An LLC combines the advantages of being a sole proprietor with the tax and liability protection advantages that come with incorporation. An LLC can be made up of only one person--other structures require a board of directors. In this format you will usually pay self-employment tax on profits you take out of the business. No shareholder meetings are required, and the recordkeeping is easier than in other incorporated business structures.

When you are incorporating, business owners often choose the C-Corporation model. In this format, you will need to elect a board of directors, and a group of shareholders must take major business decisions under consideration. The board of directors handles the daily management of the company. You may sell stock in your company to shareholders, which is a great way to raise money for business purposes, and you can deduct the cost of employee benefits from your business tax obligation. C-Corps are required to hold annual meetings and keep minutes of them. This format often works best for larger businesses.

An S-Corporation is named after the Subchapter S code of the Internal Revenue Service's tax laws. The shareholder/owner can pass corporate earnings and profits straight onto his or her personal tax return, and all workers at an S-Corp must receive "reasonable compensation standards," according to the IRS. S-Corp dividends are required to be distributed to shareholders based the number of shares they own.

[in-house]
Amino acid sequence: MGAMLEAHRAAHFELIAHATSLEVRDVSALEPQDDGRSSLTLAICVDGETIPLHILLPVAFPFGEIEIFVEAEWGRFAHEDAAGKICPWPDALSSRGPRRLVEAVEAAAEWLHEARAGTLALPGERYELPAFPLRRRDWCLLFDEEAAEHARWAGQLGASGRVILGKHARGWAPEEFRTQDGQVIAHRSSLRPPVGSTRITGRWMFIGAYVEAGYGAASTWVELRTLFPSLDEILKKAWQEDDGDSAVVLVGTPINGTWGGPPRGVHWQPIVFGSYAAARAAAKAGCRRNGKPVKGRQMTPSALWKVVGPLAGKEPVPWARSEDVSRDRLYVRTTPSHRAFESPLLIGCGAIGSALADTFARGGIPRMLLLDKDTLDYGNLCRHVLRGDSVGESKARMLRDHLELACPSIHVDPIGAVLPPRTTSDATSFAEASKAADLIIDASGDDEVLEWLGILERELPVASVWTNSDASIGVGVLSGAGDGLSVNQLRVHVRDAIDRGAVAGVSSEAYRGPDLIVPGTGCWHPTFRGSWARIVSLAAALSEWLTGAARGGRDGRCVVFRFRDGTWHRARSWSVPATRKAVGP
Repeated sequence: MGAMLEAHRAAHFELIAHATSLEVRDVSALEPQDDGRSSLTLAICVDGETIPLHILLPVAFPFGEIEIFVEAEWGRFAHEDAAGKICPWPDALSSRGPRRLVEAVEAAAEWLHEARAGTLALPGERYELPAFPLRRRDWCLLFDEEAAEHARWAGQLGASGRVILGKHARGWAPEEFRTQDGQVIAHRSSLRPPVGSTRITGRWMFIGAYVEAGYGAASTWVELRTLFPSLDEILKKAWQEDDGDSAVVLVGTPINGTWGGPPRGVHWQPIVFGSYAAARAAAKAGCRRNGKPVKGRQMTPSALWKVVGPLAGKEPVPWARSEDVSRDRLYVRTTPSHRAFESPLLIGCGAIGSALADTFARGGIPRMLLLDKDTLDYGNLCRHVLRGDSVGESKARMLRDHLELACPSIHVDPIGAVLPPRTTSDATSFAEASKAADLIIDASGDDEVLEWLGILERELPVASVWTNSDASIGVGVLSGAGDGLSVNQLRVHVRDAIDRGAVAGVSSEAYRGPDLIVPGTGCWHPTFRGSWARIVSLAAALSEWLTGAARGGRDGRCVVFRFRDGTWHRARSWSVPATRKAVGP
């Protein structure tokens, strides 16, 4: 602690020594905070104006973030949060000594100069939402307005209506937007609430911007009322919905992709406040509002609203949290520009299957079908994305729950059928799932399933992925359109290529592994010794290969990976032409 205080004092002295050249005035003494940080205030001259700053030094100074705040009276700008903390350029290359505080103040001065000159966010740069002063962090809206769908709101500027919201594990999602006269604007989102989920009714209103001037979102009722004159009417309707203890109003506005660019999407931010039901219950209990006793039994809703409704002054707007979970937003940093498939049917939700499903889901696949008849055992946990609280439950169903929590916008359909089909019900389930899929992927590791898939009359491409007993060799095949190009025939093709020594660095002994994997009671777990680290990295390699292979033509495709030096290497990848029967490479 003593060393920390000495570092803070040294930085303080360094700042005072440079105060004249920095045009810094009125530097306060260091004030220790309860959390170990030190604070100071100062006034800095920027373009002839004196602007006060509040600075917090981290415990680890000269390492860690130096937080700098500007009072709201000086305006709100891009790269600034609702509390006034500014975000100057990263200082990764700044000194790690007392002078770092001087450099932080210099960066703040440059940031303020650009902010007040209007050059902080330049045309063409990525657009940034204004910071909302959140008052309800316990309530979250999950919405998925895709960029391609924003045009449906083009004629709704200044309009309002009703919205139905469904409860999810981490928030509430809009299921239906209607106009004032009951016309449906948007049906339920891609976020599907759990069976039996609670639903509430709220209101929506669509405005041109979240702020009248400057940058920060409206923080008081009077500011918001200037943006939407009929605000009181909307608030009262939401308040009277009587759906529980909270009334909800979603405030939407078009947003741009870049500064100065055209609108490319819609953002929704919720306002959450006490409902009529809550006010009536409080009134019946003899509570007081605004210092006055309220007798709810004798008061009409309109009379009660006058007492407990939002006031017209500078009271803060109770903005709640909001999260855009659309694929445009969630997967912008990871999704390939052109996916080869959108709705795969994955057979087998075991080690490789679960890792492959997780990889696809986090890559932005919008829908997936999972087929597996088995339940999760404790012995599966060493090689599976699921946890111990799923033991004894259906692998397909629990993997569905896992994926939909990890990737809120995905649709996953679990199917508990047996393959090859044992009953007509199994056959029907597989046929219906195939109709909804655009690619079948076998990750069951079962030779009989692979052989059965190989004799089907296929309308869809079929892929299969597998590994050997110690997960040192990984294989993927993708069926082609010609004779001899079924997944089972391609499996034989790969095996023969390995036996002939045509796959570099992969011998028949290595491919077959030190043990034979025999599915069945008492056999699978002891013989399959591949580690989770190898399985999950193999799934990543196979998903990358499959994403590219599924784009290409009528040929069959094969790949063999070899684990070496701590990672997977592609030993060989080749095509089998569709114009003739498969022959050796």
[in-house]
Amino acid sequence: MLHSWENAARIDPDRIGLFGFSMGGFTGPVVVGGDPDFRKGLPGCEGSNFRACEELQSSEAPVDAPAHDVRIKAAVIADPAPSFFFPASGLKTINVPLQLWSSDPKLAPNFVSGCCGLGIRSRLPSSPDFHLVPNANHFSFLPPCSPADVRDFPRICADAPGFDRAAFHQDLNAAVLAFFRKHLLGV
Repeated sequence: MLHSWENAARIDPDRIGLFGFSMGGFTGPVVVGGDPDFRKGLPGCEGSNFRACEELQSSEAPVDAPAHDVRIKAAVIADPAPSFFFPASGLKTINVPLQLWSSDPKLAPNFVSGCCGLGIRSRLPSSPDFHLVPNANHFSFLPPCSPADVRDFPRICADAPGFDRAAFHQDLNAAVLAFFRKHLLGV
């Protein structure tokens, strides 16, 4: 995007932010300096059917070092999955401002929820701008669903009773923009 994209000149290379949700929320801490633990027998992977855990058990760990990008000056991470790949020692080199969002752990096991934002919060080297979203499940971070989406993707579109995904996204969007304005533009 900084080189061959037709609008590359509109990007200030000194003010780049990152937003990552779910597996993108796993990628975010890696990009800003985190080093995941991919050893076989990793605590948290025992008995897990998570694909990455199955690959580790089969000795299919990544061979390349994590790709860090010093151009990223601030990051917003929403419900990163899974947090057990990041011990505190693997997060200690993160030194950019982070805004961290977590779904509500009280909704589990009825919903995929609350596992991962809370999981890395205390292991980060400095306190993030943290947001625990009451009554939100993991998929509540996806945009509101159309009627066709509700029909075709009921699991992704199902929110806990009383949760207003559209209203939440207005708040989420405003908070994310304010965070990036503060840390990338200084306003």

When you say to yourself that it's time to incorporate my business, online incorporation can be a great first step in meeting that business goal.

Article Source: Wayne Hemrick

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Monday, March 29, 2010

Legal Book Review - Incorporating Your Small Business

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If you own a small business and you wish to protect your assets, and stretch your tax dollar to the fullest then you might wish to consider incorporating your business. Maybe you don't know a lot about how to incorporate your business, or why you should. Perhaps, you'd like to know the history behind the reasons people have incorporated their businesses in the past, or how that relates to the same needs, challenges, and issues of our present time and your particular business.